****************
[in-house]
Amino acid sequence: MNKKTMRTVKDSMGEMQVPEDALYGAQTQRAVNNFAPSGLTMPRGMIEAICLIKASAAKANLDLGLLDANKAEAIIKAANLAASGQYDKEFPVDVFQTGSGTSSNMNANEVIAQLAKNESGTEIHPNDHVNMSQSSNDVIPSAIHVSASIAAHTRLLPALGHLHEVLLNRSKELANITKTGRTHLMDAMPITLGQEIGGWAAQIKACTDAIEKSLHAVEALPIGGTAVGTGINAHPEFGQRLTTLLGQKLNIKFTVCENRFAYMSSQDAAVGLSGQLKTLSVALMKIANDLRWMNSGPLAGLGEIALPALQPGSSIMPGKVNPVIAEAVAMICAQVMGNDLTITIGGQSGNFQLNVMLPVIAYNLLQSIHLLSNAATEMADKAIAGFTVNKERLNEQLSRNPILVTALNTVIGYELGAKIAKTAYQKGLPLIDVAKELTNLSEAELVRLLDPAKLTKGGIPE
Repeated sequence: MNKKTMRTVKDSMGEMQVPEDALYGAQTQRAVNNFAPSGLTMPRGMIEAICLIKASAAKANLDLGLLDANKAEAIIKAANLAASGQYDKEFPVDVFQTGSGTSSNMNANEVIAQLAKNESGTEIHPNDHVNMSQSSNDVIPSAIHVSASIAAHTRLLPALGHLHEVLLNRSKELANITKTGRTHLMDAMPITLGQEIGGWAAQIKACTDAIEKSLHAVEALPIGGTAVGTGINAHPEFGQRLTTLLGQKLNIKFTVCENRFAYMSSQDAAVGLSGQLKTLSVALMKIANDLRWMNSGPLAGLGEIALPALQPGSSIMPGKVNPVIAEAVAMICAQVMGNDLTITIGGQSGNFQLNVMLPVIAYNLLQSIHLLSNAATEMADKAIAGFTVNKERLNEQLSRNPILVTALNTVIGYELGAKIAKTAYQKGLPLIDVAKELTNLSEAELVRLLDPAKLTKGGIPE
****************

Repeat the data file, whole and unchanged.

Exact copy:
[in-house]
Amino acid sequence: MNKKTMRTVKDSMGEMQVPEDALYGAQTQRAVNNFAPSGLTMPRGMIEAICLIKASAAKANLDLGLLDANKAEAIIKAANLAASGQYDKEFPVDVFQTGSGTSSNMNANEVIAQLAKNESGTEIHPNDHVNMSQSSNDVIPSAIHVSASIAAHTRLLPALGHLHEVLLNRSKELANITKTGRTHLMDAMPITLGQEIGGWAAQIKACTDAIEKSLHAVEALPIGGTAVGTGINAHPEFGQRLTTLLGQKLNIKFTVCENRFAYMSSQDAAVGLSGQLKTLSVALMKIANDLRWMNSGPLAGLGEIALPALQPGSSIMPGKVNPVIAEAVAMICAQVMGNDLTITIGGQSGNFQLNVMLPVIAYNLLQSIHLLSNAATEMADKAIAGFTVNKERLNEQLSRNPILVTALNTVIGYELGAKIAKTAYQKGLPLIDVAKELTNLSEAELVRLLDPAKLTKGGIPE
Repeated sequence: MNKKTMRTVKDSMGEMQVPEDALYGAQTQRAVNNFAPSGLTMPRGMIEAICLIKASAAKANLDLGLLDANKAEAIIKAANLAASGQYDKEFPVDVFQTGSGTSSNMNANEVIAQLAKNESGTEIHPNDHVNMSQSSNDVIPSAIHVSASIAAHTRLLPALGHLHEVLLNRSKELANITKTGRTHLMDAMPITLGQEIGGWAAQIKACTDAIEKSLHAVEALPIGGTAVGTGINAHPEFGQRLTTLLGQKLNIKFTVCENRFAYMSSQDAAVGLSGQLKTLSVALMKIANDLRWMNSGPLAGLGEIALPALQPGSSIMPGKVNPVIAEAVAMICAQVMGNDLTITIGGQSGNFQLNVMLPVIAYNLLQSIHLLSNAATEMADKAIAGFTVNKERLNEQLSRNPILVTALNTVIGYELGAKIAKTAYQKGLPLIDVAKELTNLSEAELVRLLDPAKLTKGGIPE